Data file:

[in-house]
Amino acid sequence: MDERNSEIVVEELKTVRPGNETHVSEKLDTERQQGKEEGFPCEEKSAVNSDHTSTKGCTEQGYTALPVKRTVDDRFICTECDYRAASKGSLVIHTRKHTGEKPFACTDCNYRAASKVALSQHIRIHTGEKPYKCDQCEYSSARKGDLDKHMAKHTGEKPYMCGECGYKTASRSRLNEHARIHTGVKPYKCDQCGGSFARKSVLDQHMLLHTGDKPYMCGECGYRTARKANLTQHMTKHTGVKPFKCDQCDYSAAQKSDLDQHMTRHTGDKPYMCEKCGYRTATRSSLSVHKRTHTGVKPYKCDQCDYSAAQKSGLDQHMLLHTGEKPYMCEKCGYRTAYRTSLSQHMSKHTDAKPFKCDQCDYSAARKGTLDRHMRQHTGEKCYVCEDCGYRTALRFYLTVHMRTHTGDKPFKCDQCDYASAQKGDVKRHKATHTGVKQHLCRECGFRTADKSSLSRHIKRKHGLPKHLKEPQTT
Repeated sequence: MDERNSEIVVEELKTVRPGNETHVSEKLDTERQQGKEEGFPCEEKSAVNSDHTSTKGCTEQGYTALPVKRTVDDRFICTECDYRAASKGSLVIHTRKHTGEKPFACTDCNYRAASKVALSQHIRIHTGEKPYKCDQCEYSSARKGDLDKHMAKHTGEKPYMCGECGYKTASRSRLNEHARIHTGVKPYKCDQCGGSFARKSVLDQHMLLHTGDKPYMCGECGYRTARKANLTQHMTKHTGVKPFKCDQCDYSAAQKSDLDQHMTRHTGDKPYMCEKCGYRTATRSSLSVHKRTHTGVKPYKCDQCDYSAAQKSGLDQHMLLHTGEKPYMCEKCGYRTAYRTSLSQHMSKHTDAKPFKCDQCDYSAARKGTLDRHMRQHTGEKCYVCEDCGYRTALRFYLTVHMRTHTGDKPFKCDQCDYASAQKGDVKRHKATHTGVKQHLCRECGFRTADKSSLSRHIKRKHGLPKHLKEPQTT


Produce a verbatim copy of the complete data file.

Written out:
[in-house]
Amino acid sequence: MDERNSEIVVEELKTVRPGNETHVSEKLDTERQQGKEEGFPCEEKSAVNSDHTSTKGCTEQGYTALPVKRTVDDRFICTECDYRAASKGSLVIHTRKHTGEKPFACTDCNYRAASKVALSQHIRIHTGEKPYKCDQCEYSSARKGDLDKHMAKHTGEKPYMCGECGYKTASRSRLNEHARIHTGVKPYKCDQCGGSFARKSVLDQHMLLHTGDKPYMCGECGYRTARKANLTQHMTKHTGVKPFKCDQCDYSAAQKSDLDQHMTRHTGDKPYMCEKCGYRTATRSSLSVHKRTHTGVKPYKCDQCDYSAAQKSGLDQHMLLHTGEKPYMCEKCGYRTAYRTSLSQHMSKHTDAKPFKCDQCDYSAARKGTLDRHMRQHTGEKCYVCEDCGYRTALRFYLTVHMRTHTGDKPFKCDQCDYASAQKGDVKRHKATHTGVKQHLCRECGFRTADKSSLSRHIKRKHGLPKHLKEPQTT
Repeated sequence: MDERNSEIVVEELKTVRPGNETHVSEKLDTERQQGKEEGFPCEEKSAVNSDHTSTKGCTEQGYTALPVKRTVDDRFICTECDYRAASKGSLVIHTRKHTGEKPFACTDCNYRAASKVALSQHIRIHTGEKPYKCDQCEYSSARKGDLDKHMAKHTGEKPYMCGECGYKTASRSRLNEHARIHTGVKPYKCDQCGGSFARKSVLDQHMLLHTGDKPYMCGECGYRTARKANLTQHMTKHTGVKPFKCDQCDYSAAQKSDLDQHMTRHTGDKPYMCEKCGYRTATRSSLSVHKRTHTGVKPYKCDQCDYSAAQKSGLDQHMLLHTGEKPYMCEKCGYRTAYRTSLSQHMSKHTDAKPFKCDQCDYSAARKGTLDRHMRQHTGEKCYVCEDCGYRTALRFYLTVHMRTHTGDKPFKCDQCDYASAQKGDVKRHKATHTGVKQHLCRECGFRTADKSSLSRHIKRKHGLPKHLKEPQTT